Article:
British project helps save rare species

Jun 19, 2006

Reclamation of 200-square miles of British coalfields is being credited for saving rare species of animals from extinction.

Adders, lapwings and otters are among the species starting to flourish again in parts of Britain's National Forest -- the nation's largest ongoing environmental project, The London Telegraph reported Monday.

Officials hope to increase the woodland cover of the area from six percent to more than 33 percent. So far, nearly seven million trees have been planted, covering about 16 percent of the land, the newspaper said.

Viv Astling, former chairman of the National Forest Company, said: "It's a great benefit to see the thriving wildlife and the return of species which were very rare in this country, to the point of them being endangered. One of the most exciting things about the whole project is that we won't be around to see it in its full glory.

"It will be handed down from generation to generation and in 100 years or so it will be completely established. How often in life can you say you've helped change 200 square miles of the country?

Copyright 2006 by United Press International

Explore further: US exports help Germany increase coal, pollution

add to favorites email to friend print save as pdf

Related Stories

Catching grease to cut grill pollution

42 minutes ago

A team of University of California, Riverside Bourns College of Engineering students have designed a tray that when placed under the grates of a backyard grill reduces by 70 percent the level of a harmful ...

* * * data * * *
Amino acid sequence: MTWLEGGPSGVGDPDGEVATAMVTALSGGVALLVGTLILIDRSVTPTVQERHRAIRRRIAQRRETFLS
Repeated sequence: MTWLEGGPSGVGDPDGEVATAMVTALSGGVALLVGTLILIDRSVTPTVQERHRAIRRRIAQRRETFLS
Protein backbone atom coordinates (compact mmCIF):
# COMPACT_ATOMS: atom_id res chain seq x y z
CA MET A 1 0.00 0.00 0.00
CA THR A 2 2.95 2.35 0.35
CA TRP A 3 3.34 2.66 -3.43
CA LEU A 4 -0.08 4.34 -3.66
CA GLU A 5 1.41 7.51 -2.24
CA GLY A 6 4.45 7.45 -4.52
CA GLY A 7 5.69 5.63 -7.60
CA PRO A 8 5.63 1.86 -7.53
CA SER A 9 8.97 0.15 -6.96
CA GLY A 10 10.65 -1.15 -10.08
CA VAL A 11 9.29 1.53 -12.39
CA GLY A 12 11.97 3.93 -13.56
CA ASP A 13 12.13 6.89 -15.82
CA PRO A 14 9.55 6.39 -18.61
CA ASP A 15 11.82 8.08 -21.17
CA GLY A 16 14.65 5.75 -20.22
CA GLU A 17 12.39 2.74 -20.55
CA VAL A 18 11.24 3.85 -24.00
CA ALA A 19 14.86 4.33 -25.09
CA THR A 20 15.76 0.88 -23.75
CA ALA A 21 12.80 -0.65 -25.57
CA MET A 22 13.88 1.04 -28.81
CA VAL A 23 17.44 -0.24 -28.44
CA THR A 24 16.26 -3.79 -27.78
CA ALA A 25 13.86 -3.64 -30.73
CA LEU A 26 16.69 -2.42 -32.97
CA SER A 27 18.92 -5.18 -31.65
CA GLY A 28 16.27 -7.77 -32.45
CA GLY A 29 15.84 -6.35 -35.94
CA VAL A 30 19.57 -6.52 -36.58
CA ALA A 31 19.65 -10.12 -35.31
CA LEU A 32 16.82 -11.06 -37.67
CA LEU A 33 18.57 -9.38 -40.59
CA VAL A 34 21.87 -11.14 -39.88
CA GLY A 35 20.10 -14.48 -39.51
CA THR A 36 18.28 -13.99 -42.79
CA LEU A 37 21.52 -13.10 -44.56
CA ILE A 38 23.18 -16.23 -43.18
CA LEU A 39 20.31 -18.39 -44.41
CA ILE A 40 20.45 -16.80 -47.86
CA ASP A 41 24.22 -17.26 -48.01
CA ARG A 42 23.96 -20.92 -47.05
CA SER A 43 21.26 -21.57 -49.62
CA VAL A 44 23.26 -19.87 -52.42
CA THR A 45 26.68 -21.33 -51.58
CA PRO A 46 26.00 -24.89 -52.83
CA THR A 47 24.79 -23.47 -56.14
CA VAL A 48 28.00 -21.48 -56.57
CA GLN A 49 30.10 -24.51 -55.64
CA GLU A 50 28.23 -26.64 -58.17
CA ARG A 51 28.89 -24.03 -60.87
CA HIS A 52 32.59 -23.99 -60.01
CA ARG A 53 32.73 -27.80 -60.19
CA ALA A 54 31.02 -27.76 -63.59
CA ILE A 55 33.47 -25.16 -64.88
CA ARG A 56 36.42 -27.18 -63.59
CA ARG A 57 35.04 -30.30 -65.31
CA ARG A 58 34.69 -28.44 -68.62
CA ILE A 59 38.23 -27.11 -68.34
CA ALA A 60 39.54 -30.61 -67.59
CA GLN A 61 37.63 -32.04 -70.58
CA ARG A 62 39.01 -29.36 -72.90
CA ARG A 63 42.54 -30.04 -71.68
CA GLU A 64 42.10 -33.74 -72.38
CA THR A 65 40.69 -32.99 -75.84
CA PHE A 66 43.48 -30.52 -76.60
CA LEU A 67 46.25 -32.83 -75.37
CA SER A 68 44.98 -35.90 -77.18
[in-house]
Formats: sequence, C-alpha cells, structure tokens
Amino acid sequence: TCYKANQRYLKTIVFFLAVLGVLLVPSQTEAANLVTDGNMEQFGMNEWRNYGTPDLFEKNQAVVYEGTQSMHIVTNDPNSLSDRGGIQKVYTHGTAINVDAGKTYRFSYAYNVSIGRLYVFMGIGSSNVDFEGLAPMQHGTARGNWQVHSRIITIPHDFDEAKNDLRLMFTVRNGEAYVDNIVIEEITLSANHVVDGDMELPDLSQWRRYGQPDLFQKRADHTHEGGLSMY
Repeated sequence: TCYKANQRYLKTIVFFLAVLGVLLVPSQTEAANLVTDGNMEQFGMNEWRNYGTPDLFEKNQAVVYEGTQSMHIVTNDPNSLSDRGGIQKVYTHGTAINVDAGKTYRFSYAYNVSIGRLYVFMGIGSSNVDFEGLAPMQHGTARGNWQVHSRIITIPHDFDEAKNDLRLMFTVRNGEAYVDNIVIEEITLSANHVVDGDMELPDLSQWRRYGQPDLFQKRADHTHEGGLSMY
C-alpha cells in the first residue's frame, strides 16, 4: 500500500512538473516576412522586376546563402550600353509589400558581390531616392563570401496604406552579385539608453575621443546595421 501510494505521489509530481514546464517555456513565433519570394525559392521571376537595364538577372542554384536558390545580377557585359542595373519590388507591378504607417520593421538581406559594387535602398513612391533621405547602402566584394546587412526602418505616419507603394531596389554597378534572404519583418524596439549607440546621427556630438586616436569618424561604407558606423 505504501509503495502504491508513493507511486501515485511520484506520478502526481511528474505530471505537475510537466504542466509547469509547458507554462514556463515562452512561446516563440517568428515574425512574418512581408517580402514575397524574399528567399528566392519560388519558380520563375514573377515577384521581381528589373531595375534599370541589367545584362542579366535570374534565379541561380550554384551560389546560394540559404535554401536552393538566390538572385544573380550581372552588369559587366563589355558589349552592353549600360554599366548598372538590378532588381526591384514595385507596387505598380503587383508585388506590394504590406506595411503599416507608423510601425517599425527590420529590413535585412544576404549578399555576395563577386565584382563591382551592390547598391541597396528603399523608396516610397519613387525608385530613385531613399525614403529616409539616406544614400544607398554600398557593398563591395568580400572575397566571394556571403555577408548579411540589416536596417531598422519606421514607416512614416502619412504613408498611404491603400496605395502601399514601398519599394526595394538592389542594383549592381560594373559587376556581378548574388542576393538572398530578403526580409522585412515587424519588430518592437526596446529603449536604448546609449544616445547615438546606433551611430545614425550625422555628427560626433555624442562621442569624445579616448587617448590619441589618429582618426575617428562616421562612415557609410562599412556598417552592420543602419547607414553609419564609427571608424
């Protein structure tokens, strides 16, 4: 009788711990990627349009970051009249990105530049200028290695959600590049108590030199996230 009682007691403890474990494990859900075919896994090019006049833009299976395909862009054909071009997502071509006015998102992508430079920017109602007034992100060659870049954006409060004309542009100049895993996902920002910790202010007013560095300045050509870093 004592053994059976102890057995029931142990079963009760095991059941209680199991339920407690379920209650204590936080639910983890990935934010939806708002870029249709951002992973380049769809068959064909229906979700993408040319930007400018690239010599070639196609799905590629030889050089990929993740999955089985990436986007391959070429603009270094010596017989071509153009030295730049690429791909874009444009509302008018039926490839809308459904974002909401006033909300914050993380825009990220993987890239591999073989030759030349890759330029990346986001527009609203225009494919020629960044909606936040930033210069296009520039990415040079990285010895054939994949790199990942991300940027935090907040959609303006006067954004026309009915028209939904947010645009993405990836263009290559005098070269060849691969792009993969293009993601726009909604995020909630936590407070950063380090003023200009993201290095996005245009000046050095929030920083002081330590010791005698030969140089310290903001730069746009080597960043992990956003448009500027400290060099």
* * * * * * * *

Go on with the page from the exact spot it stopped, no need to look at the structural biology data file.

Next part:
Recommended for you

Pacific summit to urge action on climate change

3 hours ago

Pacific island leaders will renew calls for meaningful action on climate change at a regional summit opening in Palau on Tuesday, amid fears rising seas will swamp their low-lying nations.

US plans widespread seismic testing of sea floor

Jul 26, 2014

(AP)—The U.S. government is planning to use sound blasting to conduct research on the ocean floor along most of the East Coast, using technology similar to that which led to a court battle by environmentalists in New Jersey.

Fire ecology manipulation by California native cultures

Jul 26, 2014

Before the colonial era, 100,000s of people lived on the land now called California, and many of their cultures manipulated fire to control the availability of plants they used for food, fuel, tools, and ritual. Contemporary ...

User comments : 0